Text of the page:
It’s important for me to stress though that the quality and cost of IT services provided by IT Ops functions will improve. I’m not suggesting that organizations will employ a rabble – but they will employ the right kind of person for the right job. You don’t need bright stars capable of many great things working in a rigid job. They will be the new managers and the people who design how the work should get done. Organizations will still need top notch IT professionals working out how best to solve common issues and opportunities and make the solutions scalable, repeatable and commercial.

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About the author /


Simon is a creative and passionate business leader dedicated to having fun in the pursuit of high performance and personal development. He is co-founder of Applied Change, a Business Change consultancy based in the UK. Simon is also an Ambassador for Gloucestershire business. Simon is an Associate Member of the Chartered Institute of Professional Development.

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5 Comments

  1. Bruce Lewin

    This is a very interesting industry dynamic, the shift from high value to commodity… Nick Carr’s ‘Does IT Matter’ etc.

    Its also very interesting to see the changes from a staffing and people perspective as things move on…

     
  2. simonstapleton

    @Bruce: It is an interesting development – and maybe one that a lot of organizations aren’t fully aware of. I think there will be room though for the seasoned experts as these folks will be the decision makers on how the services and underlying processes will be engineered, and in fact their responsibility and contribution is going to increase significantly

     
  3. Bruce Lewin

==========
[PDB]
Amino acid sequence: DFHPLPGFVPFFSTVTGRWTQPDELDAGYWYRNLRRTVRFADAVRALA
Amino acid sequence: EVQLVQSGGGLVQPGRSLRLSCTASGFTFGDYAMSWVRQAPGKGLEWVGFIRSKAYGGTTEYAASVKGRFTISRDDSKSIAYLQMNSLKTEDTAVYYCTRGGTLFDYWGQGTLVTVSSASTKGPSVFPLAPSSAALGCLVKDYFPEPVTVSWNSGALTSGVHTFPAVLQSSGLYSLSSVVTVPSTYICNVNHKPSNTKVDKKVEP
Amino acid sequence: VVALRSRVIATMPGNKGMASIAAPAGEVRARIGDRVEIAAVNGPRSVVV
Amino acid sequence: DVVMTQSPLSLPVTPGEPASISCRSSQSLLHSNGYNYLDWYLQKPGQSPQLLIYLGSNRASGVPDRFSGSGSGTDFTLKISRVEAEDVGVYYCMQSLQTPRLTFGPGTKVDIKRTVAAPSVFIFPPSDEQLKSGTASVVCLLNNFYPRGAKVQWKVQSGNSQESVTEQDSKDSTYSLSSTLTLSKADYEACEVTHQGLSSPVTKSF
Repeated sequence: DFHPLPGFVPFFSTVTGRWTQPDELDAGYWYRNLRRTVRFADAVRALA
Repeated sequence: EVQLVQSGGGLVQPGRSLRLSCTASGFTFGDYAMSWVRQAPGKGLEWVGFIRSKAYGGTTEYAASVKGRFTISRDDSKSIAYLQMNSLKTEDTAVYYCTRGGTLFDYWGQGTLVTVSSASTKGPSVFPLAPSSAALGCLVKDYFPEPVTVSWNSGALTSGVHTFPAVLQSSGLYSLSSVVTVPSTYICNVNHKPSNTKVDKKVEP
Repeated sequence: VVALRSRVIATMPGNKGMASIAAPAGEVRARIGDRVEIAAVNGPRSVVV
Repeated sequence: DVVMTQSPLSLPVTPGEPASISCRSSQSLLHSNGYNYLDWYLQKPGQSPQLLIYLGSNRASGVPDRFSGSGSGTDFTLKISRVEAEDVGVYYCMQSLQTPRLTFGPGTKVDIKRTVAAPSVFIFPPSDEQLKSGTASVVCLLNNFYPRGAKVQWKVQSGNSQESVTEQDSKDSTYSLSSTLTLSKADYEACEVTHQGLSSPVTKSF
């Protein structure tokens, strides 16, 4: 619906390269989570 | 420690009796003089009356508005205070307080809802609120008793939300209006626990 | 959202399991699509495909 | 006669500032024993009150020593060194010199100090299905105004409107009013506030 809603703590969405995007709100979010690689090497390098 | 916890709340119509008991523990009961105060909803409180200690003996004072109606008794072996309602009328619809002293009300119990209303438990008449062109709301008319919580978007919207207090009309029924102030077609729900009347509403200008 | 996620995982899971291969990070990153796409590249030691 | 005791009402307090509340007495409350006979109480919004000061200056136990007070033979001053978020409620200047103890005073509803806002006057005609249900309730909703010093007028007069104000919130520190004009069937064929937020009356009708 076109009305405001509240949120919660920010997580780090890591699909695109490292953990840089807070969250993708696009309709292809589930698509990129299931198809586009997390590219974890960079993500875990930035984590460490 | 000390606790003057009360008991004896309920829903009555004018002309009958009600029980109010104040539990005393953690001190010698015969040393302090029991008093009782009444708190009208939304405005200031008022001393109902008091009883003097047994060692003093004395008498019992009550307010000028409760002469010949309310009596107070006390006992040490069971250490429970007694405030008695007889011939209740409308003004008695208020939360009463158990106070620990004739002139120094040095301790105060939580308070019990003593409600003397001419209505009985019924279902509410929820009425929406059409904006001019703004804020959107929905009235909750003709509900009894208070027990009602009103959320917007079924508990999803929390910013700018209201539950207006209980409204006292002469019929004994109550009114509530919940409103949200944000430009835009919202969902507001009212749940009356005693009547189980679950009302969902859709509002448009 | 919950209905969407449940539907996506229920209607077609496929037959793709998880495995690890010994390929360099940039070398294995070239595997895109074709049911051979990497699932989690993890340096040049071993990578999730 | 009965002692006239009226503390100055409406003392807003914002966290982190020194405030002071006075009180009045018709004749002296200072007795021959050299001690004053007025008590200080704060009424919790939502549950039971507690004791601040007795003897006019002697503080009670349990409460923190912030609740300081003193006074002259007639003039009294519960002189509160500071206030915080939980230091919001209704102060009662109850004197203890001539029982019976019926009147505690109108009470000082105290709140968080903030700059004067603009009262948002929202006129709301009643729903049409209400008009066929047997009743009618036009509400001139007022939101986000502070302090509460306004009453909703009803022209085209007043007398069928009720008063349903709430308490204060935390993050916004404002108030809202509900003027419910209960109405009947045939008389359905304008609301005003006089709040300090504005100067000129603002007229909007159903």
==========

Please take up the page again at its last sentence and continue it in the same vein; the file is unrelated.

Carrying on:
>and maybe one that a lot of organizations aren’t fully aware of

    Sure… seeing your industry move into a commodity mindset can’t be easy to take on. That said, there is always a silver lining and plenty of opportunities for those that want to act 🙂

     
  4. Mark McClure Coaching

    @Simon – isn’t the net effect that wages for the surviving “blue collar” IT grunts (used in the ‘military’ sense of that word) will continue to fall until there’s some sort of ‘global’ parity across regions where the human capital supply is being sourced from?

    That is, in simple terms, the combined effects of increasing automation, remote access via Internet connectivity and large numbers of educated developing world IT peeps, will mean enrollments by developed world students in CS and related disciplines will continue to decline?

    On the brighter side I do see emerging roles for the IT-literate business-facing staffers who can help to define deliverables, set expectations and then see that those get done to the satisfaction of the business.

    So, what would a student study if they decided on such a career? Project Management engineering?

    Or if someone in the “blue collar” firing line wanted to start retraining before the changes come? Maybe join an outsourcing corp and get some PM certs/experience??

    There must be a ‘black swan’ event lurking in the global business soup too, you know…